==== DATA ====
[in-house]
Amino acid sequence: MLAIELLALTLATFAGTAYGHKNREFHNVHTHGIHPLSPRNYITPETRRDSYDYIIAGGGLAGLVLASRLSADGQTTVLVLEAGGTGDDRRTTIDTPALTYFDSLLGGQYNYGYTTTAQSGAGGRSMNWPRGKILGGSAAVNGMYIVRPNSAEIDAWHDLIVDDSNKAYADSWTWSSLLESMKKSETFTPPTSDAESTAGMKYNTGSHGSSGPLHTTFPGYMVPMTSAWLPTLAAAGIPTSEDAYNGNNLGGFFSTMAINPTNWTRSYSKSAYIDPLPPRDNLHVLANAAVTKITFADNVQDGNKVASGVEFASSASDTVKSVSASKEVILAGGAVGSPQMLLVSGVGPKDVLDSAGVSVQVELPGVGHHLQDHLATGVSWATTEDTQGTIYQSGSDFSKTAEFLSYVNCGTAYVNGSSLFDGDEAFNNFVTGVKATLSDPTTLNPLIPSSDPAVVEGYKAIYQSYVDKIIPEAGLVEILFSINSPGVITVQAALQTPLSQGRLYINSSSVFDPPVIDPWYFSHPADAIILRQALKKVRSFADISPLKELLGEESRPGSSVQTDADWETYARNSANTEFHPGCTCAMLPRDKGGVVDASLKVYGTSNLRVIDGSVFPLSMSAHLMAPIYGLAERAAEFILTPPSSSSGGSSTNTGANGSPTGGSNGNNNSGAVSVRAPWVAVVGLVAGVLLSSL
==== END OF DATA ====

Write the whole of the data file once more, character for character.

[in-house]
Amino acid sequence: MLAIELLALTLATFAGTAYGHKNREFHNVHTHGIHPLSPRNYITPETRRDSYDYIIAGGGLAGLVLASRLSADGQTTVLVLEAGGTGDDRRTTIDTPALTYFDSLLGGQYNYGYTTTAQSGAGGRSMNWPRGKILGGSAAVNGMYIVRPNSAEIDAWHDLIVDDSNKAYADSWTWSSLLESMKKSETFTPPTSDAESTAGMKYNTGSHGSSGPLHTTFPGYMVPMTSAWLPTLAAAGIPTSEDAYNGNNLGGFFSTMAINPTNWTRSYSKSAYIDPLPPRDNLHVLANAAVTKITFADNVQDGNKVASGVEFASSASDTVKSVSASKEVILAGGAVGSPQMLLVSGVGPKDVLDSAGVSVQVELPGVGHHLQDHLATGVSWATTEDTQGTIYQSGSDFSKTAEFLSYVNCGTAYVNGSSLFDGDEAFNNFVTGVKATLSDPTTLNPLIPSSDPAVVEGYKAIYQSYVDKIIPEAGLVEILFSINSPGVITVQAALQTPLSQGRLYINSSSVFDPPVIDPWYFSHPADAIILRQALKKVRSFADISPLKELLGEESRPGSSVQTDADWETYARNSANTEFHPGCTCAMLPRDKGGVVDASLKVYGTSNLRVIDGSVFPLSMSAHLMAPIYGLAERAAEFILTPPSSSSGGSSTNTGANGSPTGGSNGNNNSGAVSVRAPWVAVVGLVAGVLLSSL